Court trials are not unusual for Judge Gifford. But for the first time in Indiana, this trial would be recorded in its entirety by television camera.
Under the Indiana Supreme Court's pilot program, launched last summer, the defense and prosecution had to agree to let cameras capture the proceedings.
"I didn't care one way or the other," Fox said. "(The camera) didn't make any difference to me."
Fox has been the rare exception during this experiment that's lasted almost a year - a defendant who doesn't mind being accused of breaking laws in front of a judge and tens of of thousands of television viewers. * * *
After 70 minutes, Gifford found for the state, and Fox was instructed to see his probation officer and come back for sentencing on August 3. He and [his attorney, William Wurster] left the court together, then met the gathered television cameras the hallway, along with [Deputy Prosecutor Marie Castetter and legal intern Adam Berry].
All parties agreed the single camera in the back corner of the courtroom did not affect the trial.
"Maybe just knowing the cameras were back there was a little bit nervous," Castetter said, "but after awhile, you just kind of forget they're back there."
"Didn't distract me at all, let's put it that way," Wurster said.
Wurster added that citizens might benefit from seeing how a trial works, "A lot of people are afraid of the system and the process, and this might make them more relaxed."
The Supreme Court will evaluate the pilot project later this year.
For background, see this March 22nd ILB entry.
[More] The Indianapolis Star has posted this AP story.
Friday, June 22, 2007
Ind. Decisions - Transfer list for week ending June 22, 2007
Here is the Indiana Supreme Court's transfer list for the week ending June 22, 2007.
Note that several of these transfers with opinion were reported in this ILB entry June 20th. Note also that there are two pages to today's list, each page lists three cases.
Over three years of Transfer Lists: For other weekly transfer lists (going back to Feb. 2, 2004), check "Indiana Transfer Lists" under "Categories" below, or in the right column.
Ind. Decisions - Here is the Supreme Court's fourth opinion today
In State Ex Rel Kurt M. Hoffman v. Allen Circuit Court, a 3-page, 5-0 opinion, Justice Dickson writes:
By a summary order indicating that an explanatory opinion would follow, this Court on May 15, 2007, denied the relator's petition for a writ of mandamus. The relator had challenged under Indiana Trial Rule 53.2(A) the failure of the Clerk of the Allen Circuit Court to withdraw a cause from the respondent judge for failure to rule within ninety days. * * *
But we take this opportunity to disapprove future use of devices such as the order pre-suming agreement absent objection to extend a court's time for ruling. To provide guidance to the bench and bar, we hold that a trial court may not avoid its obligation to make timely deci-sions by issuing such an order presuming agreement to extend the time absent objection from the parties. The exception provided in the rule means exactly what it says. It applies only where the parties "stipulate or agree on record that the time limitation for decision set forth in this rule shall not apply." T.R. 53.2(B)(1). The failure of parties to object to a judicial declaration presuming their agreement does not satisfy this requirement that they stipulate or agree on the record. Henceforth, a fact pattern analogous to that presented today will require withdrawal from the trial court and appointment of a special judge by this Court. The ninety-day requirement for ju-dicial action operates irrespective of whether proposed findings and conclusions are contem-plated. Receiving proposed findings of fact and conclusions of law from the respective parties may be a judicial convenience, but it is not a necessity to a court's decision-making function.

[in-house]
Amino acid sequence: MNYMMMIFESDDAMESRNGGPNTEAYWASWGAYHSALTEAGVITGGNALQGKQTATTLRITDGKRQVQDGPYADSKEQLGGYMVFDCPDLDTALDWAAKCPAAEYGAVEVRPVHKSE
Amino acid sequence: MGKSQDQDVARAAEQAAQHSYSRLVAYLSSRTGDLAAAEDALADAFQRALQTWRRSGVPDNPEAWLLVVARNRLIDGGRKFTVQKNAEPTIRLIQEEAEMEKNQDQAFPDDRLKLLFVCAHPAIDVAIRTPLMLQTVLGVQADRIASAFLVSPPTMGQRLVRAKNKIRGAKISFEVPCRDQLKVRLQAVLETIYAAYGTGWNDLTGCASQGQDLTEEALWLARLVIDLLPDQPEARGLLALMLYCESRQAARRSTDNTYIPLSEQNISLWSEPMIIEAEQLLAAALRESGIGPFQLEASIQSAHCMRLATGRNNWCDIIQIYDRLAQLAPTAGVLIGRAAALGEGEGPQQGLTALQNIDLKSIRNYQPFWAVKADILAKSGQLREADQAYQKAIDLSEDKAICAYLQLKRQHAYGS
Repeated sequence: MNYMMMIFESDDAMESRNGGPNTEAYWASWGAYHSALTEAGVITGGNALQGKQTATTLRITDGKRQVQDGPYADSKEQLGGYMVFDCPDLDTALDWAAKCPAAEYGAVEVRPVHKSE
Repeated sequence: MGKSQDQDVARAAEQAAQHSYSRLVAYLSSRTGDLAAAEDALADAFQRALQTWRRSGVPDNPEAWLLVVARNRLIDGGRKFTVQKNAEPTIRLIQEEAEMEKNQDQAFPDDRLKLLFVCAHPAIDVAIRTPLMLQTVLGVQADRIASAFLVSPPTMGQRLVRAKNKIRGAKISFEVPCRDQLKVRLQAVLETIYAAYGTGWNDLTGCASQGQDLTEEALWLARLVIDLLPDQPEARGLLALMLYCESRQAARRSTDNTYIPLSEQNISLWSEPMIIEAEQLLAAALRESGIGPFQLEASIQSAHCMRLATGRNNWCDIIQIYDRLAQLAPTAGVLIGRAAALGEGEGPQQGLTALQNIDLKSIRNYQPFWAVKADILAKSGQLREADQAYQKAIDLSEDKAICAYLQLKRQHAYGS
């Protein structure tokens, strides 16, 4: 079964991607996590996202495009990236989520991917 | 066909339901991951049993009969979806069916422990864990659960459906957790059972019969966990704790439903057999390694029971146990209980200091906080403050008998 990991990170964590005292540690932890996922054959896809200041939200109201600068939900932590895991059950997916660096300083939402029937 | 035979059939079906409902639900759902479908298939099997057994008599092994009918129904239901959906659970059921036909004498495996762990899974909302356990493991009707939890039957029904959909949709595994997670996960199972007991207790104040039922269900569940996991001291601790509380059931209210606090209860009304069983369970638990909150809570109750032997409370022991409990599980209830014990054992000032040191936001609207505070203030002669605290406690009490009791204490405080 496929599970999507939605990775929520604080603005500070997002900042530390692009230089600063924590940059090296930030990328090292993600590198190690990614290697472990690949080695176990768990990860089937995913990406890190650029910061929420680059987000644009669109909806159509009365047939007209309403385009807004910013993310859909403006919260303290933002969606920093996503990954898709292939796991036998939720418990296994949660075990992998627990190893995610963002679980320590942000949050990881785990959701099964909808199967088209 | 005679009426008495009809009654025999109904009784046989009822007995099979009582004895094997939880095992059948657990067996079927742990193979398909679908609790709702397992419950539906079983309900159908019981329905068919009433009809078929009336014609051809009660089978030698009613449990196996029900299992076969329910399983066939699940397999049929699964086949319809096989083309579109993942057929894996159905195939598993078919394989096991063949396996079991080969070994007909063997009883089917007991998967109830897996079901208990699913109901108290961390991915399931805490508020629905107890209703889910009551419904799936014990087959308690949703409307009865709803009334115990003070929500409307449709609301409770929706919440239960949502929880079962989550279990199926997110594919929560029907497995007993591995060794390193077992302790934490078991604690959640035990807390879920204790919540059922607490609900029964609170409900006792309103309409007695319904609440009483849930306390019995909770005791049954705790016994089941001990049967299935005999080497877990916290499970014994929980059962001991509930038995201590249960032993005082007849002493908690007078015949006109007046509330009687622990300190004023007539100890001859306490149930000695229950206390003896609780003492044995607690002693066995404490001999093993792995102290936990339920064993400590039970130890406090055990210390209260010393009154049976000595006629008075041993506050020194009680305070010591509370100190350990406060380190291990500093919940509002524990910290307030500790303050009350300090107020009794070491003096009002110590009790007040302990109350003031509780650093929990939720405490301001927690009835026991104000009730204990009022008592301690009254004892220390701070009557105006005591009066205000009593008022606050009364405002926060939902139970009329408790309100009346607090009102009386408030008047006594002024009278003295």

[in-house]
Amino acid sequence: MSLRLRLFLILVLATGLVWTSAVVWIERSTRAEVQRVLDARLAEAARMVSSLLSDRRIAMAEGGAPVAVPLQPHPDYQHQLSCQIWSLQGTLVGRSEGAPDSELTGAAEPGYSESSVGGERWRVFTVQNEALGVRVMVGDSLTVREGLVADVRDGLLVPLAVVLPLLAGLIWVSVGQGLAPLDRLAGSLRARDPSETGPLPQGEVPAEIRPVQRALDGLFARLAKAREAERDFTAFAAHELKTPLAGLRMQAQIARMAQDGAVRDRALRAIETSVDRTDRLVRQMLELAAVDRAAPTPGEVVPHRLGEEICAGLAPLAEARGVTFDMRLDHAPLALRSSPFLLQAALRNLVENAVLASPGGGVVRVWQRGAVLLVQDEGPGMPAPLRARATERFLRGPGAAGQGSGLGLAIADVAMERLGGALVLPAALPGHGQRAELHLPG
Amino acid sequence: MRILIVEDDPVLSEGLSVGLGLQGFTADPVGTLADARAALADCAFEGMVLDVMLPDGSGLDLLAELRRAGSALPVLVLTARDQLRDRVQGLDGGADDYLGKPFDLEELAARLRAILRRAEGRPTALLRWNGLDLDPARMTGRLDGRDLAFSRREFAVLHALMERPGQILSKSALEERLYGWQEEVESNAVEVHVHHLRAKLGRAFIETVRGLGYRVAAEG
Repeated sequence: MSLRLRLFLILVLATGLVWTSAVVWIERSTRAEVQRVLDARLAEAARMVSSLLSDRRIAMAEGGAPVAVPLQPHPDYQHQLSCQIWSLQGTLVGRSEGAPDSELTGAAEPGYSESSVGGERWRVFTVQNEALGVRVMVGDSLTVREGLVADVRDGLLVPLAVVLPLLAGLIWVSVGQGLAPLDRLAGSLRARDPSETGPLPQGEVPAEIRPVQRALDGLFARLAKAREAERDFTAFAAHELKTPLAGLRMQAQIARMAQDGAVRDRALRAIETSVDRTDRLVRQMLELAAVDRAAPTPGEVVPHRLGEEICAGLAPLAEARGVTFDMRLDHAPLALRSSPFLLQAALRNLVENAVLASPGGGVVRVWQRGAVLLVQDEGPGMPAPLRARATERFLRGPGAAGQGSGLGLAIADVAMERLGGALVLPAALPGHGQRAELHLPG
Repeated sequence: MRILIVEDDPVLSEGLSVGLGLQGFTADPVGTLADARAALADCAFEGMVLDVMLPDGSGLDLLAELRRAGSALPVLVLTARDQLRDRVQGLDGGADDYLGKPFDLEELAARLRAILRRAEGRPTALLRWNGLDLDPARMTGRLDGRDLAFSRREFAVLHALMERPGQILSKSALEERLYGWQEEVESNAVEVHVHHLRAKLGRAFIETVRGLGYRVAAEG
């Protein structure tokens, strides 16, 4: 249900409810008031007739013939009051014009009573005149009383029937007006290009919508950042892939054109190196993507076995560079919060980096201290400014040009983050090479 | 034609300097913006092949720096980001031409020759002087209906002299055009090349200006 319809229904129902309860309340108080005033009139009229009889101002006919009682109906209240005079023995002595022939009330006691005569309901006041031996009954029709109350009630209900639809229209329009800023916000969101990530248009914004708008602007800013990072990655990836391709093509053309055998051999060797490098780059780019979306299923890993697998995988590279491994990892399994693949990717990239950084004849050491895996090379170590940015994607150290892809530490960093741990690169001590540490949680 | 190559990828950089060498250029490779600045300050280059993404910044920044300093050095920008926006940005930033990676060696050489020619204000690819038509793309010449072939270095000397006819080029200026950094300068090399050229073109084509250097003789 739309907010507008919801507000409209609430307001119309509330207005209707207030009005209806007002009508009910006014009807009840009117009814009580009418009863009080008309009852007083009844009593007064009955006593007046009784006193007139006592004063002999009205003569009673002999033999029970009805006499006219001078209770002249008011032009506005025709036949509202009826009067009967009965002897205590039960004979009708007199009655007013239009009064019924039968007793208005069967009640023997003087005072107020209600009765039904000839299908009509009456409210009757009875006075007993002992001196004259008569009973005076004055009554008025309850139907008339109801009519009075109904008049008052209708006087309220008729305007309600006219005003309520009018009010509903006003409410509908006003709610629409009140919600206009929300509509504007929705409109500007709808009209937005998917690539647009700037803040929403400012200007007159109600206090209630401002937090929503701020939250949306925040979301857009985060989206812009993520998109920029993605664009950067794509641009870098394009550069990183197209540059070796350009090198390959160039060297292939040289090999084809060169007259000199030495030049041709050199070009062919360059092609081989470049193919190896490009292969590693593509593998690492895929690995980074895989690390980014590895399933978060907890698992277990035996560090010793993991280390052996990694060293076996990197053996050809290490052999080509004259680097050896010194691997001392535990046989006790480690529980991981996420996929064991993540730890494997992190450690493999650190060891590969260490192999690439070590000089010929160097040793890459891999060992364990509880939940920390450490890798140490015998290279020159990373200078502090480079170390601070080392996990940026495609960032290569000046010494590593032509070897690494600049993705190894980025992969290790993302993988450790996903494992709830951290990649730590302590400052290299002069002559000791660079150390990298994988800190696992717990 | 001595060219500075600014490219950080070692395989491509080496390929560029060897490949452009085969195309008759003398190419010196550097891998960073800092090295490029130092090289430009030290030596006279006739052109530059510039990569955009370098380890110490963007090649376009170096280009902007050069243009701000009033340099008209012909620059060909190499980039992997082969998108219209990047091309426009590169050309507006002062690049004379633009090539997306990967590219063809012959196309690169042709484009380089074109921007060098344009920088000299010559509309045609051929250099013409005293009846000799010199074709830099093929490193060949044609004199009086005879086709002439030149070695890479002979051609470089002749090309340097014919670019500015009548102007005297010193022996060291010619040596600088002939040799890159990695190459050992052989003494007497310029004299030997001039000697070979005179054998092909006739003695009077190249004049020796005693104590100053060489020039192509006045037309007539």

Ind. Decisions - Supreme Court issues at least three today
In Utility Center, Inc., d/b/a Aquasource v. City of Fort Wayne, Indiana, a 17-page, 3-2 opinion, in a case in which oral arguments were heard March 9, 2006, Justice Sullivan writes for the majority:
Water and sewer service is provided in Indiana cities by the municipalities themselves or by private, investor-owned utilities. In this case, a municipality seeks to acquire a portion of the operations of a privately-owned utility that serves a portion of the City recently annexed. We hold that it may do so pursuant to the requirements of Indiana’s general eminent domain statute. * * *In Juan J. Vasquez v. State of Indiana, a 6-page, 5-0 opinion, in a case in which oral arguments were heard March 1, 2007, Justice Dickson writes:
We make several concluding observations is support of this result.
First, it is clear to us that the 1982 changes that established article 1.5 – the municipal utilities article – in title 8 effected a substantive change in the referendum requirement. * * *
Second, reading the Legislature as subjecting utilities to the general eminent domain statute seems to us entirely consistent with the dictates of Ind. Code §§ 8-1-2-92 & 93 set out early on in this opinion. A utility like Utility Center holds an indeterminate permit subject to the authority of a municipality like the City to purchase its property. Such a utility does not have the authority to designate a particular condemnation procedure.